"If my mother talks to you, and she talks to you a great deal, do not mention to her our-our conversation of last night. It would be kinder to me."

Stephen bowed gravely. He was surprised. It had not struck him that Anne had not told her mother. A brand-new idea occurred to him, namely that Anne and her mother were not in each other's confidence. H'm! That luminous idea required further thought.

"And now," said Anne, "having got out of you all I want, I will immediately desert you for my other neighbour." And she spoke no more to Stephen that night.

* * *

"My dear," said the Duke of Quorn to Anne as they drove home, "it appeared to me that you and Vanbrunt were on uncommonly good terms to-night. Is there any understanding between you?"

"I think he is beginning to have a kind of glimmering of one."

"Really! Understandings don't as a rule lead to marriage. Misunderstandings generally bring about those painful dislocations of life. But the idea struck me this evening-I hope needlessly-that I might after all have to take that richly gilt personage to my bosom as my son-in-law."

"Mr Vanbrunt asked me to marry him yesterday, and I refused him."

The Duke experienced a slight shock, tinged with relief.

"Does your mother know?" he said at last in an awed voice.

"Need you ask?"

"Well, if she ever finds out, for goodness' sake let her inform me of the fact. Don't give me away, Anne, by letting out that I knew at the time. If she thought I was an accomplice of the crime-your refusal-really if she once got that idea into her head-- But next time she tackles Vanbrunt, perhaps he will tell her himself. Oh, heavens!"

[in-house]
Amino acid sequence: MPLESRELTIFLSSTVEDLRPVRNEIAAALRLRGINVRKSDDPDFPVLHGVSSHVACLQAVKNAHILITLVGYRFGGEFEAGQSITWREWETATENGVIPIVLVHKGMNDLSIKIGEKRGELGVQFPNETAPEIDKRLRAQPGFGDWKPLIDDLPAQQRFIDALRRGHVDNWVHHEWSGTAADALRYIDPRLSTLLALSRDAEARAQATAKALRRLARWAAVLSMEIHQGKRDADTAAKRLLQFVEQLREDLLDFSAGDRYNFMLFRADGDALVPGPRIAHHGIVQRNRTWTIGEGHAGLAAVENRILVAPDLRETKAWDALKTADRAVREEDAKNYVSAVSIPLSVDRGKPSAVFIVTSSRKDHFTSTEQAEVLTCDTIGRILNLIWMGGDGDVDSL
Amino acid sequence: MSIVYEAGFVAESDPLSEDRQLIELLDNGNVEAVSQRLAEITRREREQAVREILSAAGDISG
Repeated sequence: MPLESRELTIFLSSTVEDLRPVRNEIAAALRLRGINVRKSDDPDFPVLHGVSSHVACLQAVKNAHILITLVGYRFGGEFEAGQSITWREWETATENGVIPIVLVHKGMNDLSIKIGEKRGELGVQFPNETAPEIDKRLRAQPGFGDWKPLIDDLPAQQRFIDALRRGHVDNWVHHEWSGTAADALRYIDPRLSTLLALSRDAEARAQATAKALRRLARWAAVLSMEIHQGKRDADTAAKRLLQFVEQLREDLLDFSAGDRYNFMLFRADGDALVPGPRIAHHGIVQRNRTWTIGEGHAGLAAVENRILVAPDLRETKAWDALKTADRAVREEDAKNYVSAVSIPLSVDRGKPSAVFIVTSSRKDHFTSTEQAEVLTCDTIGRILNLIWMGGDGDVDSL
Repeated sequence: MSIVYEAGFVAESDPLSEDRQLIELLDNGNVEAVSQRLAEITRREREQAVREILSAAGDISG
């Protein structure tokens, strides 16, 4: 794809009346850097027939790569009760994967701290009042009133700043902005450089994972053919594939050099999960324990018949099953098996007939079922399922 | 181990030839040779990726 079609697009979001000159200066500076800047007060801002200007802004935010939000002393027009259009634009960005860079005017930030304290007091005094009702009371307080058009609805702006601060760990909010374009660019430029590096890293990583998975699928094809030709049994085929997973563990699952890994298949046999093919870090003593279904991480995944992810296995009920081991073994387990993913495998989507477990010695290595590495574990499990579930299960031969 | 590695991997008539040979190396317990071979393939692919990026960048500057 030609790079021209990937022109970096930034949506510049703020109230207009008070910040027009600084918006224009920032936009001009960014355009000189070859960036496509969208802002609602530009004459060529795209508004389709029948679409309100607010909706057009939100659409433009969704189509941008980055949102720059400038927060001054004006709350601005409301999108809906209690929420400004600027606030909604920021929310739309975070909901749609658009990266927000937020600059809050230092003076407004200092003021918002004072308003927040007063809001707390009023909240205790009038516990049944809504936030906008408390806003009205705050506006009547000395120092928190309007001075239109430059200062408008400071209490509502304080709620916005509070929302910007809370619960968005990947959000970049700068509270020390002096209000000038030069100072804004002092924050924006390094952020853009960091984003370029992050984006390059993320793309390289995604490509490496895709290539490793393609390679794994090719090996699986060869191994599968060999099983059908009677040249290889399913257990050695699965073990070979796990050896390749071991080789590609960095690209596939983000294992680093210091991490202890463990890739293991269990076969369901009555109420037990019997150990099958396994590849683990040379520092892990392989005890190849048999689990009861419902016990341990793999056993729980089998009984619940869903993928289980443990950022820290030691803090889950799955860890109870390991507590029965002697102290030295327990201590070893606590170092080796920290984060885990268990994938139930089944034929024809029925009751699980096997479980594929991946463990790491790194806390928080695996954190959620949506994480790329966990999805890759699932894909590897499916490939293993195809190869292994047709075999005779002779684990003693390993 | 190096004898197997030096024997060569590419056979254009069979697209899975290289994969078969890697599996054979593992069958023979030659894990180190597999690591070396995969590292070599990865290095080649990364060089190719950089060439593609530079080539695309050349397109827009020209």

"I asked him not to mention it to her."

The Duke sighed.

"And so he really did propose at last. I thought your mother had choked him off. Most men would have been. Well, Anne, I'm glad you did not accept him. I don't hold with mixed marriages. In these days people talk as if class were nothing, and the fact of being well-born of no account. And, of course, it's a subject one can't discuss, because certain things, if put into words, sound snobbish at once. But they are true all the same. The middle classes have got it screwed into their cultivated heads that education levels class differences. It doesn't, but one can't say so. Not that Vanbrunt is educated, as I once told him."

"Oh! come, father. I am sure you did not."

"You are right, my dear. I did not. He said himself one day, in a moment of expansion, that he regretted that he had never had the chance of going to a public school, or the University, and I said the sort of life he had led was an education of a high order. So it is. That man has lived. Really when I come to think of it, I almost-no, I don't-Ahem! Associate freely with all classes, but marry in your own. That is what I say when no one is listening. By no one I mean of course yourself, my dear."

Anne was silent. There had been days when she had felt that difference keenly though silently. Those days were past.

"Vanbrunt is a Yorkshire dalesman, with Dutch trading blood in him. It is extraordinary how Dutch the people look near Goole and Hull. I shall like him better now. I always have liked him till-the last few months. You would never say Vanbrunt was a gentleman, but you would never say he wasn't. He seems apart from all class. There is no hall-mark upon him. He is himself. So you would not have him, my little Anne? That's over. It's the very devil to be refused, I can tell you. I was refused once. It was some time ago, as you may imagine, but-I have not forgotten it. I learned what London looks like in the dawn, after walking the streets all night. So it's his turn to wear out the pavement now, is it! Poor man! He'll take it hard in a bottled-up way. When next I see him I shall say: 'Aha! money can't buy everything, Vanbrunt.'"

"Oh! no, father. You won't be so brutal."

"No, my dear, I daresay I shall not. I shall pretend not to know. Really I have a sort of regard for him. Poor Vanbrunt!"

* * *